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Mum of one, Laurel Elis Niedospial, recalls the time a midwife called her a “quitter” because of her choice to have a c-section.

Laurel shares, that she had discussed her options with her doctor and they agreed on performing a c-section.

She explains, “As soon as my doctor left my room, the nurses came over to check my stats and I don’t think the door had finished swinging before one of them started her plea.

She urged me to consider not having a C-section and she said I was quitting. Quitting. She kept repeating that word, over and over. “Don’t be a quitter,” she urged. “You don’t want to do that. That’s not a good way to deliver.” I can still feel her words ringing in my ear, even two years later.

She urged me to not consider having a C-section and she said I was quitting.

“It felt sharp and the tears began to pool in my eyes. It had been a difficult enough day without having to explain to two women who were supposed to help me why I didn’t want a vaginal delivery. The other nurse agreed with her colleague and despite my attempts to explain how large I thought my baby was, she began to tell me about how some relative had a natural birth. ”

“Nothing that they ever said was mean-spirited or with malice in their voice. On the contrary, they were trying to be kind and genuinely believed that they were doing what was best. For that, I don’t blame them. However, it didn’t make it any less uncomfortable to hear your nurse tell you she thought you were a quitter.”

Laurel added, “Had I been more on the fence, or had I been less confident, it could have been a very different outcome. I hope that she learned to not voice personal concerns about medical decisions unless asked for, because all it could take is one family to have to pay the price thanks to cruel and unsolicited opinions.” Read her full story here.

Have you ever had a similar experience?

Share your comments below.

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  • They didnt mean any harm but a better choice of words is definitely needed there. She may as well have told her she was a failure.

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  • No – I always had the other connotation – I was booked in for a C-section because my prior baby was born with a C-section and they said you can’t have a natural birth once you have had a C-section. But my last baby didn’t want to follow procedures and the midwife/nurse said I don’t know what is happening here – your surgeon is an hour away but your baby isn’t. Are you in pain? [Me – No] Nurse Baby wants to be delivered [me – OK] nurse I’ll talk you through [me – OK] Nurse – pant, pant now push. [me Oh OK – oh isn’t he beautiful] The biggest baby I had ever delivered at 8lb 3oz and the easiest delivery as well.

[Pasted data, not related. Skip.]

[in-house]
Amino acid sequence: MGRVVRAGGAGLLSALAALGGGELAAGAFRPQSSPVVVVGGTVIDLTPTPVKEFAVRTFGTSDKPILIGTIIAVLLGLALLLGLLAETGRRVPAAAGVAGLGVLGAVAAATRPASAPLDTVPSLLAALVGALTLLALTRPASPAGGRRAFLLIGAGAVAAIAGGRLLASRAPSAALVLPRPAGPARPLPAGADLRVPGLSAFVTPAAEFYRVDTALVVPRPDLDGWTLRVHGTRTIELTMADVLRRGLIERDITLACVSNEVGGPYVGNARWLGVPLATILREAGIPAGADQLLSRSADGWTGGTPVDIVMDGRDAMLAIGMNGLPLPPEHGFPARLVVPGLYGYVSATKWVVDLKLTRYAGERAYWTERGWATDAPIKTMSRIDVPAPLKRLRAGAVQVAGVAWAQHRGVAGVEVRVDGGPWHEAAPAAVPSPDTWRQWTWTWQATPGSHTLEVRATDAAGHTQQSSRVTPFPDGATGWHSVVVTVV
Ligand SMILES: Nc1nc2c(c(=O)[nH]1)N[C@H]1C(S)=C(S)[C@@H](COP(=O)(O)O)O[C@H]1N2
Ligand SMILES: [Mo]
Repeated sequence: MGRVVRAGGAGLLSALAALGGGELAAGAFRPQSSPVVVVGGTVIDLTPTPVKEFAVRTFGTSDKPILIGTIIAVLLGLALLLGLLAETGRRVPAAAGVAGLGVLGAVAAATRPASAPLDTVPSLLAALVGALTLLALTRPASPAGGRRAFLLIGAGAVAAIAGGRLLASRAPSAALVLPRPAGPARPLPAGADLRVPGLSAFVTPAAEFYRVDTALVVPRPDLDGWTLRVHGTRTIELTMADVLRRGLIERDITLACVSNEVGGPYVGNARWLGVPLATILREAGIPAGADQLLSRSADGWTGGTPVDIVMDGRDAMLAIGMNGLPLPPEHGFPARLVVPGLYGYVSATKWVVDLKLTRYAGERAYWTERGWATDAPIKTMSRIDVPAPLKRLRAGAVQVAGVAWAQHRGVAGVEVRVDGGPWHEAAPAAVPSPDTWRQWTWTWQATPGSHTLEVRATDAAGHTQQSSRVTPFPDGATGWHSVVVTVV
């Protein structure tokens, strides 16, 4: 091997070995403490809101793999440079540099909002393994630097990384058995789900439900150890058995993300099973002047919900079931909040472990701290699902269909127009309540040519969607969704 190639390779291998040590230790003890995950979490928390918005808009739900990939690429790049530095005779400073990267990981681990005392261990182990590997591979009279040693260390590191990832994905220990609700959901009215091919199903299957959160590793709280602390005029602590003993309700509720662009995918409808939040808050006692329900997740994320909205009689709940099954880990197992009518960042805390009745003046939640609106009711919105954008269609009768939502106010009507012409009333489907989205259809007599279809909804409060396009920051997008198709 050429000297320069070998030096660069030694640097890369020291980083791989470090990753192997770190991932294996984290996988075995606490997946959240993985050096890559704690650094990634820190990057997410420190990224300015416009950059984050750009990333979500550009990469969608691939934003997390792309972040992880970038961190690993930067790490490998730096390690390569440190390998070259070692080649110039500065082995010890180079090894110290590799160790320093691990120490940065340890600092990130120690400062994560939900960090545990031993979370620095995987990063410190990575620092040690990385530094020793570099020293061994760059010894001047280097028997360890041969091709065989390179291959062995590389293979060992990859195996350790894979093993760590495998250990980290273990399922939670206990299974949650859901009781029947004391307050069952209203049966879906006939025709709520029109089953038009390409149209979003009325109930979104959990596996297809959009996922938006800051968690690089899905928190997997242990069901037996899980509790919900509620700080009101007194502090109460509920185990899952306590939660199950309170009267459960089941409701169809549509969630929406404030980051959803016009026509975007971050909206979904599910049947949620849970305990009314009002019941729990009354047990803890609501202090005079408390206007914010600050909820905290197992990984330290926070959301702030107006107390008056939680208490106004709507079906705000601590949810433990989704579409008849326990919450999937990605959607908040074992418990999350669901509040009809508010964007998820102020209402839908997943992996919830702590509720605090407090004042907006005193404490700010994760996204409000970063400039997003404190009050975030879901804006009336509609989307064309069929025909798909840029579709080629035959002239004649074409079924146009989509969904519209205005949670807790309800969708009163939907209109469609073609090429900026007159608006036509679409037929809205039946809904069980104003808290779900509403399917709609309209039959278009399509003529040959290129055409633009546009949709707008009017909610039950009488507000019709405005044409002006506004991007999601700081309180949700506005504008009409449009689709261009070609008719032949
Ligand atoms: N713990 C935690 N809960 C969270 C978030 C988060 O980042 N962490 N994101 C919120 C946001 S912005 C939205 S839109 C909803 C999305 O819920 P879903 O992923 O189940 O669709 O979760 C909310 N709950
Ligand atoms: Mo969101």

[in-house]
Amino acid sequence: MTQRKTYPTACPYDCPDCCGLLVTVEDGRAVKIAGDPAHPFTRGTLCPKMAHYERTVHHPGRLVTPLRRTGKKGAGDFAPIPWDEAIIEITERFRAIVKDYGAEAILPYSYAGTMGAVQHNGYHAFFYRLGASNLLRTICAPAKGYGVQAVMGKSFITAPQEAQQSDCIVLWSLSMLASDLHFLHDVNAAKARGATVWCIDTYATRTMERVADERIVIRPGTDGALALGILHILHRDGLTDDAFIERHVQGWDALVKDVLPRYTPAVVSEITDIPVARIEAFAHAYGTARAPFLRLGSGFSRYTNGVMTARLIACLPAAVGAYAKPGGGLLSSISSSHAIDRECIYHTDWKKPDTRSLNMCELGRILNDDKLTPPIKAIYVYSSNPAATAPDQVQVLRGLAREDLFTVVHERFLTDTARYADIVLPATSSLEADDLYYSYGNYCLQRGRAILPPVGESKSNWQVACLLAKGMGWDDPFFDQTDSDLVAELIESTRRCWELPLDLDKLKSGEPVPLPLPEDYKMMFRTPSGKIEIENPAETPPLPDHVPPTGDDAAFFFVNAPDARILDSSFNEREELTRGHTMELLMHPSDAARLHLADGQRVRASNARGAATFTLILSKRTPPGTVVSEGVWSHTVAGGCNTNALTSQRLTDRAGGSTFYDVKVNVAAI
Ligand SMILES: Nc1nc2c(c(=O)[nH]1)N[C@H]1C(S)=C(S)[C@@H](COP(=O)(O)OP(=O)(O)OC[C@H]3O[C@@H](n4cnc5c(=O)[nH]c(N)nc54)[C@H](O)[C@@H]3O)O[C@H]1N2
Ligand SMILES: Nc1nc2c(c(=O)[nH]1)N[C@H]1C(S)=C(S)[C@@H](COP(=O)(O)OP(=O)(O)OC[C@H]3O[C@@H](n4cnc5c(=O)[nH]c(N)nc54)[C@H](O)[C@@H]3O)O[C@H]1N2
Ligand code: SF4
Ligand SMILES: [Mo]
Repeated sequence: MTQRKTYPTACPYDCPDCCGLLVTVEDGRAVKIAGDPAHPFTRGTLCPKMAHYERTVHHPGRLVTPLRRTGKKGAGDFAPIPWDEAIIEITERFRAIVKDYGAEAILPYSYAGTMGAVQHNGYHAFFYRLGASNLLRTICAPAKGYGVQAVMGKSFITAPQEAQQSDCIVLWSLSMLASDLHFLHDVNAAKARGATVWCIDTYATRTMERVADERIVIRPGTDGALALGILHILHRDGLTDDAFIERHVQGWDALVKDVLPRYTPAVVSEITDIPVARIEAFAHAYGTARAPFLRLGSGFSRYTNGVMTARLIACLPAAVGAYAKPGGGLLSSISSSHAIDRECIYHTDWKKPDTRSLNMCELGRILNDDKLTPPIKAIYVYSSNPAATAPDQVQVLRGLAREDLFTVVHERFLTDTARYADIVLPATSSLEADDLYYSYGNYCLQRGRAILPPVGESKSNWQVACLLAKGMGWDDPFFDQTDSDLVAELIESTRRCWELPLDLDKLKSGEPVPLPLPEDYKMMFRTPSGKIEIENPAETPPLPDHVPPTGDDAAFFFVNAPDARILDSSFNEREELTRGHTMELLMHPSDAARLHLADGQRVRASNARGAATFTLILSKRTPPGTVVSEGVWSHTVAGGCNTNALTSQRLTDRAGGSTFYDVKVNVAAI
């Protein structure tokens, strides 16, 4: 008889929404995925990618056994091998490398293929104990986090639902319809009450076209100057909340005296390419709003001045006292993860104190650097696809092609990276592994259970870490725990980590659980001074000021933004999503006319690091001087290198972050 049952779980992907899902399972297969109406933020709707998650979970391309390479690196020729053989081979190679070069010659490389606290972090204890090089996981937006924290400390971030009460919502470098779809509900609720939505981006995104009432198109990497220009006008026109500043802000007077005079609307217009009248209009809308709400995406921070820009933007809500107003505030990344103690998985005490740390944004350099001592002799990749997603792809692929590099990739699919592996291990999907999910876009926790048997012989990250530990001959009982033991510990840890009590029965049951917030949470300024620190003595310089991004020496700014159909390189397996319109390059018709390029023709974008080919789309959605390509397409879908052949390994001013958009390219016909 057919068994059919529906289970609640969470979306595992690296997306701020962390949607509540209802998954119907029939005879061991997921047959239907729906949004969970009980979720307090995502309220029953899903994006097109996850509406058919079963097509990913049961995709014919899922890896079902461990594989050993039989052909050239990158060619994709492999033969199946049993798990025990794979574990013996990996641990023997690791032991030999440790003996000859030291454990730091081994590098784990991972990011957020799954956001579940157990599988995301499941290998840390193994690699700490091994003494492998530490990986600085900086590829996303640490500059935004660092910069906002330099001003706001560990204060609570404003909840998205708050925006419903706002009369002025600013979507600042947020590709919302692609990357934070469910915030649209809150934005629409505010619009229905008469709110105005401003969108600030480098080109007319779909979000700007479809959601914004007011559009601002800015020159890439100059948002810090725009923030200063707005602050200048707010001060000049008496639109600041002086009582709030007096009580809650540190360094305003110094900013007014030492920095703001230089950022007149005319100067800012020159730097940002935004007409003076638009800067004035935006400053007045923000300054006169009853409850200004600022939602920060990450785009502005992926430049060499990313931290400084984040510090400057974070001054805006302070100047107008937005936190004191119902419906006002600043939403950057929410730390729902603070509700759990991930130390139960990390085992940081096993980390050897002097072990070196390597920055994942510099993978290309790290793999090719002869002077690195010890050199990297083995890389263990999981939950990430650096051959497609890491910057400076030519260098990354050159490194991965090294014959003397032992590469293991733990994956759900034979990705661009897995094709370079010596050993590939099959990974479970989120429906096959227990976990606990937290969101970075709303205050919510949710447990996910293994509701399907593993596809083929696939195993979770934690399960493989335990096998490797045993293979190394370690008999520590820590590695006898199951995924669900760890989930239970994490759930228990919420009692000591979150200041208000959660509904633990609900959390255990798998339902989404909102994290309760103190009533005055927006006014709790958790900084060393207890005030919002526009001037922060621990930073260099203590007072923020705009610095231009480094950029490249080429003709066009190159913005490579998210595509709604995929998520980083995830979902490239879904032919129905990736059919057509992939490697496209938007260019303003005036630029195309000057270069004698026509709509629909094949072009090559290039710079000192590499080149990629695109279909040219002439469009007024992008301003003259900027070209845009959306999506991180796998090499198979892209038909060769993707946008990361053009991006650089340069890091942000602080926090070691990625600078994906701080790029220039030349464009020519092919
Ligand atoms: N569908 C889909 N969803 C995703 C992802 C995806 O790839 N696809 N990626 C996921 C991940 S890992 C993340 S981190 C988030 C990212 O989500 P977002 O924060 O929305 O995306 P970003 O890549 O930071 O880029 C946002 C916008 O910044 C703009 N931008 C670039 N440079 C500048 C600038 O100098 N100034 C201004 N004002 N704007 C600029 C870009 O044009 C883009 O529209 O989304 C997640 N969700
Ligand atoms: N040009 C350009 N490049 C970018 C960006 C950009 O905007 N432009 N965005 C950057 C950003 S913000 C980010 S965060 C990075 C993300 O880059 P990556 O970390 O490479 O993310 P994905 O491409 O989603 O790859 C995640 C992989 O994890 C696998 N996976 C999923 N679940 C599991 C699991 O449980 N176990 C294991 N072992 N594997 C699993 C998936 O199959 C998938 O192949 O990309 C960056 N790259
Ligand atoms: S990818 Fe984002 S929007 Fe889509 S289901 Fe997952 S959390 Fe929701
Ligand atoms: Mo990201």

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  • Oh wow I’m appalled. As mums, we mostly all just do what’s best for our children. How awful to be called a quitter

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  • Quitter is such a hard word to say when a new mum is emotionally vulnerable. Shame on the midwife who should be more encouraging.

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  • Wow! It’s one thing to encourage Mum’s to deliver vaginally where appropriate but to use the term ‘quitter’ is just so wrong!


    • You should every use that when it comes to delivering a baby

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  • She should be a little more supportive!

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  • It’s certainly inappropriate and at the most vulnerable time for a woman and child. I had a similar experience in relation to breastfeeding and being undermined/questioned throughout my second pregnancy and whilst in hospital to feed naturally and not artificially! This is with notes stating I had ended up on Iv drip 7 weeks into feeding with first child who had failed to get to birth weigh until a month old!

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  • You can guarantee her ob had already had the discussion with her

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  • What a disappointing thing to say I was surprised it came from the midwife

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  • To voice personal concerns about medical decisions without being asked to do so, doesn’t suit any medical professional.

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  • What a terrible thing to have to hear. The midwife should be ashamed of herself.

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  • Birth is such an emotionally vulnerable time for the mother. If she’s made the decision in conjunction with the doctor, the midwives should have kept their mouths shut. I had a C-section because the cord was wrapped around my son’s neck and across his body under the arm. It was a good call! I was traumatized enough about not being able to give birth the way I had envisioned, I can only imagine what it would have been like had a midwife said the same thing to me!

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  • If there were medical grounds for disagreeing with a medical choice it should be taken up with the Doctor first. No Mother should be questioned on her choices for her and her baby and especially not at such a vulnerable time.

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  • it is very unprofessional behaviour indeed. i don’t know why they just need to voice their own opinions about things

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  • Considering the fact that the midwife most likely witnessed the conversation with the Doctor, the midwife was out of line with her comments.

    Reply

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